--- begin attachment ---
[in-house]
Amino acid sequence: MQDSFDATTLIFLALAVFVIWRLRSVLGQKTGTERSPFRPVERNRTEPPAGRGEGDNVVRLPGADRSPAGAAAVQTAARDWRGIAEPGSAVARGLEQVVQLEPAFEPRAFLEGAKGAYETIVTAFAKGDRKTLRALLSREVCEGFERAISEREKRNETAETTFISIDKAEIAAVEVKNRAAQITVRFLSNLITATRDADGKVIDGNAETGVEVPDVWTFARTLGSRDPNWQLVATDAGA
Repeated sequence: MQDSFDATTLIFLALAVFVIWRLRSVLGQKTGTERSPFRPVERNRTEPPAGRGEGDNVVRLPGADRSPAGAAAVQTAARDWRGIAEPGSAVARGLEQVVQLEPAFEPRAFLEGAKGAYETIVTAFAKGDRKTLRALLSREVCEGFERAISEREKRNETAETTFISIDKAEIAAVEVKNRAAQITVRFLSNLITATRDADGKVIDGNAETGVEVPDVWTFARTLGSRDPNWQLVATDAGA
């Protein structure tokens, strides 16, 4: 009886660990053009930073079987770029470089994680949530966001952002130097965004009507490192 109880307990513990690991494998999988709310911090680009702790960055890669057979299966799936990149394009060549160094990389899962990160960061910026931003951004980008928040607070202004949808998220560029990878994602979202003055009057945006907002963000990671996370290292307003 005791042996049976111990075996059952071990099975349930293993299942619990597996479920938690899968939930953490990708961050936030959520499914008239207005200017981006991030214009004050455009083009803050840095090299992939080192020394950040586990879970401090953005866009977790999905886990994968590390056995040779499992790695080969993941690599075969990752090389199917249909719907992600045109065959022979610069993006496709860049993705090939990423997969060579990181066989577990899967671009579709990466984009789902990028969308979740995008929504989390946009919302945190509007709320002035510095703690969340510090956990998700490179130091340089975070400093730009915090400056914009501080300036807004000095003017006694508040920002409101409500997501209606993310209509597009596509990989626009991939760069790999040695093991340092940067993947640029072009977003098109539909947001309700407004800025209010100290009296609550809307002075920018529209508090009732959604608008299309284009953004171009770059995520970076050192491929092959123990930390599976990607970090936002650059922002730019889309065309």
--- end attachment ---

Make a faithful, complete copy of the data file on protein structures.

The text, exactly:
[in-house]
Amino acid sequence: MQDSFDATTLIFLALAVFVIWRLRSVLGQKTGTERSPFRPVERNRTEPPAGRGEGDNVVRLPGADRSPAGAAAVQTAARDWRGIAEPGSAVARGLEQVVQLEPAFEPRAFLEGAKGAYETIVTAFAKGDRKTLRALLSREVCEGFERAISEREKRNETAETTFISIDKAEIAAVEVKNRAAQITVRFLSNLITATRDADGKVIDGNAETGVEVPDVWTFARTLGSRDPNWQLVATDAGA
Repeated sequence: MQDSFDATTLIFLALAVFVIWRLRSVLGQKTGTERSPFRPVERNRTEPPAGRGEGDNVVRLPGADRSPAGAAAVQTAARDWRGIAEPGSAVARGLEQVVQLEPAFEPRAFLEGAKGAYETIVTAFAKGDRKTLRALLSREVCEGFERAISEREKRNETAETTFISIDKAEIAAVEVKNRAAQITVRFLSNLITATRDADGKVIDGNAETGVEVPDVWTFARTLGSRDPNWQLVATDAGA
């Protein structure tokens, strides 16, 4: 009886660990053009930073079987770029470089994680949530966001952002130097965004009507490192 109880307990513990690991494998999988709310911090680009702790960055890669057979299966799936990149394009060549160094990389899962990160960061910026931003951004980008928040607070202004949808998220560029990878994602979202003055009057945006907002963000990671996370290292307003 005791042996049976111990075996059952071990099975349930293993299942619990597996479920938690899968939930953490990708961050936030959520499914008239207005200017981006991030214009004050455009083009803050840095090299992939080192020394950040586990879970401090953005866009977790999905886990994968590390056995040779499992790695080969993941690599075969990752090389199917249909719907992600045109065959022979610069993006496709860049993705090939990423997969060579990181066989577990899967671009579709990466984009789902990028969308979740995008929504989390946009919302945190509007709320002035510095703690969340510090956990998700490179130091340089975070400093730009915090400056914009501080300036807004000095003017006694508040920002409101409500997501209606993310209509597009596509990989626009991939760069790999040695093991340092940067993947640029072009977003098109539909947001309700407004800025209010100290009296609550809307002075920018529209508090009732959604608008299309284009953004171009770059995520970076050192491929092959123990930390599976990607970090936002650059922002730019889309065309």